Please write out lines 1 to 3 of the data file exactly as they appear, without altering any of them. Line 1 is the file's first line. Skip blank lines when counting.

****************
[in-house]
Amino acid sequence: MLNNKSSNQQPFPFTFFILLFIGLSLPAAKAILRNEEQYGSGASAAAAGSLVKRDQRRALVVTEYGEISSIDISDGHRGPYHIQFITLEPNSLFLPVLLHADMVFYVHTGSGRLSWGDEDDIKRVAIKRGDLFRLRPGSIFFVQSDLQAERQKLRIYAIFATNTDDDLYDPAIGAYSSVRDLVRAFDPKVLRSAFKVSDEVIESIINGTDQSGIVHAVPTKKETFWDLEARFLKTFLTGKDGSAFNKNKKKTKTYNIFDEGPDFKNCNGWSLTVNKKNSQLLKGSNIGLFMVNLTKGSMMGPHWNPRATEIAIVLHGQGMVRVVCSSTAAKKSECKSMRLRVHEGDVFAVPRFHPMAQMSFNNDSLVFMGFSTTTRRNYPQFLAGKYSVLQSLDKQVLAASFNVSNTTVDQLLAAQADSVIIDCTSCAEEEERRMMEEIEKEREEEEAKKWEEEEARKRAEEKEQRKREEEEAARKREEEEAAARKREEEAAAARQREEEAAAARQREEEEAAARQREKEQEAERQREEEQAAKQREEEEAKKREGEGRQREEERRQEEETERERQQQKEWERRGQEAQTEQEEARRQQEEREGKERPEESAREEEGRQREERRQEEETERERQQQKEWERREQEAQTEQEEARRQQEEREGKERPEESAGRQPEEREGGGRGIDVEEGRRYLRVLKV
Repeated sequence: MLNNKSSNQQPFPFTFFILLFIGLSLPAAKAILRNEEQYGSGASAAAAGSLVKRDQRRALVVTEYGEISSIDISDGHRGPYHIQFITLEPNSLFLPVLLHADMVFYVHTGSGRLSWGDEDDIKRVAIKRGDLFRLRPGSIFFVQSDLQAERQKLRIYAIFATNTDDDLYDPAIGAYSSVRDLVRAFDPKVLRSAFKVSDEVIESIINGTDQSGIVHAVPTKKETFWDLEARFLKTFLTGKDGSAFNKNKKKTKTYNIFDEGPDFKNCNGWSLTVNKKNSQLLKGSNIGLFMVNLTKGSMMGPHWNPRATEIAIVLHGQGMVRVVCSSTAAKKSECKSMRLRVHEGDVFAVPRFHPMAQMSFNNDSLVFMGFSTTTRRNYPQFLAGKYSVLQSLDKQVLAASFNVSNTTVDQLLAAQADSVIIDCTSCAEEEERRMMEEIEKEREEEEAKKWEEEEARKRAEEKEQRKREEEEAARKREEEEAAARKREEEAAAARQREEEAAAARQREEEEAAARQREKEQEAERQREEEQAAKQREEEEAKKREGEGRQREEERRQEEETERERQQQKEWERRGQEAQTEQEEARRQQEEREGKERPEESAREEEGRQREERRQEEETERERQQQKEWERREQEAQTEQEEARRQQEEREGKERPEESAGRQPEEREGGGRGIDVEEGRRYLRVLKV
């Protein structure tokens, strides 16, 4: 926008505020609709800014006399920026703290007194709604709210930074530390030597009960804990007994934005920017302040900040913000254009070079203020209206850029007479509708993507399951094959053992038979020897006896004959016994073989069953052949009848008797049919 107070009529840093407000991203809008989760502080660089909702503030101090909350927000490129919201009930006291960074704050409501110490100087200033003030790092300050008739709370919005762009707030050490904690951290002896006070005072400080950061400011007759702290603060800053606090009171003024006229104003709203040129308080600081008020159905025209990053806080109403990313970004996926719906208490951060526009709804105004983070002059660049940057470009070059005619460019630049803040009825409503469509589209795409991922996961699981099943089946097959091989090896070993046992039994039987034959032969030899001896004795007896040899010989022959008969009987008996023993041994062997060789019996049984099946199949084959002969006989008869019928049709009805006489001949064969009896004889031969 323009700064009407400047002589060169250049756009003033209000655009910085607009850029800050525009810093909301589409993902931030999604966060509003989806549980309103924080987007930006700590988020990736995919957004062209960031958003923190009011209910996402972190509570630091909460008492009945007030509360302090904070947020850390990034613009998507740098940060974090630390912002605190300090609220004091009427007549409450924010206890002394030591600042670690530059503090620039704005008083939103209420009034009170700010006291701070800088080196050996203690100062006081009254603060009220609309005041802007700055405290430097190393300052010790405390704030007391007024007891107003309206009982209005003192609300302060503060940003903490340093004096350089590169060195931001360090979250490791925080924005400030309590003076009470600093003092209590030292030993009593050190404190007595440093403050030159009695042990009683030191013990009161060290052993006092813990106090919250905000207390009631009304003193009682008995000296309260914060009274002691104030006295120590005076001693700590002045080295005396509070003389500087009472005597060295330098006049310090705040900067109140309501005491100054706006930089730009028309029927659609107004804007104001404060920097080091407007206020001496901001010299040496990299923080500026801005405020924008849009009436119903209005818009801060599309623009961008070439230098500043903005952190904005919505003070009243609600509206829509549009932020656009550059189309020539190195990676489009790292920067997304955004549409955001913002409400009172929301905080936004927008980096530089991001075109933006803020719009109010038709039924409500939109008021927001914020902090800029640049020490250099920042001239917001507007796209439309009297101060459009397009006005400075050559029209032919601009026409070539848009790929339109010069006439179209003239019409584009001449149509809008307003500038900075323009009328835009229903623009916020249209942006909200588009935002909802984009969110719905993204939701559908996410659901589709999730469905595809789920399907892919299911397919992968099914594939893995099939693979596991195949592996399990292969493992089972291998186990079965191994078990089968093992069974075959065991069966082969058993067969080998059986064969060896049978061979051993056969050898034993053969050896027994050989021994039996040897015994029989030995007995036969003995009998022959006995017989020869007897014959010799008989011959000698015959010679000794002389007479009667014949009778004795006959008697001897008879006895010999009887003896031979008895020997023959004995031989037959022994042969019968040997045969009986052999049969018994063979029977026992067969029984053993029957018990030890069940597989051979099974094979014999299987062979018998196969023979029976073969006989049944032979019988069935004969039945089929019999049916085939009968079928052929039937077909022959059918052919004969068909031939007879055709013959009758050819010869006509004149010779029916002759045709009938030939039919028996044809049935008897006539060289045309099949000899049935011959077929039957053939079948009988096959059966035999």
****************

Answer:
[in-house]
Amino acid sequence: MLNNKSSNQQPFPFTFFILLFIGLSLPAAKAILRNEEQYGSGASAAAAGSLVKRDQRRALVVTEYGEISSIDISDGHRGPYHIQFITLEPNSLFLPVLLHADMVFYVHTGSGRLSWGDEDDIKRVAIKRGDLFRLRPGSIFFVQSDLQAERQKLRIYAIFATNTDDDLYDPAIGAYSSVRDLVRAFDPKVLRSAFKVSDEVIESIINGTDQSGIVHAVPTKKETFWDLEARFLKTFLTGKDGSAFNKNKKKTKTYNIFDEGPDFKNCNGWSLTVNKKNSQLLKGSNIGLFMVNLTKGSMMGPHWNPRATEIAIVLHGQGMVRVVCSSTAAKKSECKSMRLRVHEGDVFAVPRFHPMAQMSFNNDSLVFMGFSTTTRRNYPQFLAGKYSVLQSLDKQVLAASFNVSNTTVDQLLAAQADSVIIDCTSCAEEEERRMMEEIEKEREEEEAKKWEEEEARKRAEEKEQRKREEEEAARKREEEEAAARKREEEAAAARQREEEAAAARQREEEEAAARQREKEQEAERQREEEQAAKQREEEEAKKREGEGRQREEERRQEEETERERQQQKEWERRGQEAQTEQEEARRQQEEREGKERPEESAREEEGRQREERRQEEETERERQQQKEWERREQEAQTEQEEARRQQEEREGKERPEESAGRQPEEREGGGRGIDVEEGRRYLRVLKV
Repeated sequence: MLNNKSSNQQPFPFTFFILLFIGLSLPAAKAILRNEEQYGSGASAAAAGSLVKRDQRRALVVTEYGEISSIDISDGHRGPYHIQFITLEPNSLFLPVLLHADMVFYVHTGSGRLSWGDEDDIKRVAIKRGDLFRLRPGSIFFVQSDLQAERQKLRIYAIFATNTDDDLYDPAIGAYSSVRDLVRAFDPKVLRSAFKVSDEVIESIINGTDQSGIVHAVPTKKETFWDLEARFLKTFLTGKDGSAFNKNKKKTKTYNIFDEGPDFKNCNGWSLTVNKKNSQLLKGSNIGLFMVNLTKGSMMGPHWNPRATEIAIVLHGQGMVRVVCSSTAAKKSECKSMRLRVHEGDVFAVPRFHPMAQMSFNNDSLVFMGFSTTTRRNYPQFLAGKYSVLQSLDKQVLAASFNVSNTTVDQLLAAQADSVIIDCTSCAEEEERRMMEEIEKEREEEEAKKWEEEEARKRAEEKEQRKREEEEAARKREEEEAAARKREEEAAAARQREEEAAAARQREEEEAAARQREKEQEAERQREEEQAAKQREEEEAKKREGEGRQREEERRQEEETERERQQQKEWERRGQEAQTEQEEARRQQEEREGKERPEESAREEEGRQREERRQEEETERERQQQKEWERREQEAQTEQEEARRQQEEREGKERPEESAGRQPEEREGGGRGIDVEEGRRYLRVLKV